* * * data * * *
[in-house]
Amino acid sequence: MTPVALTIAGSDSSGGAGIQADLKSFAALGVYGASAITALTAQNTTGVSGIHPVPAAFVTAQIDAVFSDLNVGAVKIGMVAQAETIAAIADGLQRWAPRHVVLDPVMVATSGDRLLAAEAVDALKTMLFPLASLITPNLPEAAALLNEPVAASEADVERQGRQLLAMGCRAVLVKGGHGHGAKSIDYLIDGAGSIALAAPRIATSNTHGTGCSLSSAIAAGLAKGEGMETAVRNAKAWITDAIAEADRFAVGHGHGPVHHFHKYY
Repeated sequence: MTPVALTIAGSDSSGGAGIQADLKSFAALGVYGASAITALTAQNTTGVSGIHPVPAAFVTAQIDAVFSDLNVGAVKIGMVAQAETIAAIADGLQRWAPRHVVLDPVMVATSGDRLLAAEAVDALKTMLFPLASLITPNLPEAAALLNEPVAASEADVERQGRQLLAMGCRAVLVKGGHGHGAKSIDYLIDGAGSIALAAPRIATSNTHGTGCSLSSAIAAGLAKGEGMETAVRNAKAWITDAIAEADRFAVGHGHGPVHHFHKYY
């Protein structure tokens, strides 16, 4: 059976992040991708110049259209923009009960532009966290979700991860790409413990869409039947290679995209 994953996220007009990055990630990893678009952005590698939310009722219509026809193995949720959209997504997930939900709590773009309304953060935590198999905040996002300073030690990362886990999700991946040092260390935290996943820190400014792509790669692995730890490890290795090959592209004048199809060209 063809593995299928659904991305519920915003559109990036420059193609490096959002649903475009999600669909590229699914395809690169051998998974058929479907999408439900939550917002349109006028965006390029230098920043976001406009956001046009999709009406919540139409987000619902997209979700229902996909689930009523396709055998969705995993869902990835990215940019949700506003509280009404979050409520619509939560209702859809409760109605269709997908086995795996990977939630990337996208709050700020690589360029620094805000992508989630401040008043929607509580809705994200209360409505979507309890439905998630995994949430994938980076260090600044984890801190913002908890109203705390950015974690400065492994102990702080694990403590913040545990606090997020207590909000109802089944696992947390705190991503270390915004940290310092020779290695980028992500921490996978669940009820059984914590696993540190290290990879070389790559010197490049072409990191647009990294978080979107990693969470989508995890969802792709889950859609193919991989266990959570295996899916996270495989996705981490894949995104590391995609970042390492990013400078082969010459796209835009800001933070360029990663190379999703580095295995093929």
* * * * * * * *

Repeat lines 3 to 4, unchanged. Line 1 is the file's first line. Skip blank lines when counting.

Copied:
Repeated sequence: MTPVALTIAGSDSSGGAGIQADLKSFAALGVYGASAITALTAQNTTGVSGIHPVPAAFVTAQIDAVFSDLNVGAVKIGMVAQAETIAAIADGLQRWAPRHVVLDPVMVATSGDRLLAAEAVDALKTMLFPLASLITPNLPEAAALLNEPVAASEADVERQGRQLLAMGCRAVLVKGGHGHGAKSIDYLIDGAGSIALAAPRIATSNTHGTGCSLSSAIAAGLAKGEGMETAVRNAKAWITDAIAEADRFAVGHGHGPVHHFHKYY
């Protein structure tokens, strides 16, 4: 059976992040991708110049259209923009009960532009966290979700991860790409413990869409039947290679995209 994953996220007009990055990630990893678009952005590698939310009722219509026809193995949720959209997504997930939900709590773009309304953060935590198999905040996002300073030690990362886990999700991946040092260390935290996943820190400014792509790669692995730890490890290795090959592209004048199809060209 063809593995299928659904991305519920915003559109990036420059193609490096959002649903475009999600669909590229699914395809690169051998998974058929479907999408439900939550917002349109006028965006390029230098920043976001406009956001046009999709009406919540139409987000619902997209979700229902996909689930009523396709055998969705995993869902990835990215940019949700506003509280009404979050409520619509939560209702859809409760109605269709997908086995795996990977939630990337996208709050700020690589360029620094805000992508989630401040008043929607509580809705994200209360409505979507309890439905998630995994949430994938980076260090600044984890801190913002908890109203705390950015974690400065492994102990702080694990403590913040545990606090997020207590909000109802089944696992947390705190991503270390915004940290310092020779290695980028992500921490996978669940009820059984914590696993540190290290990879070389790559010197490049072409990191647009990294978080979107990693969470989508995890969802792709889950859609193919991989266990959570295996899916996270495989996705981490894949995104590391995609970042390492990013400078082969010459796209835009800001933070360029990663190379999703580095295995093929």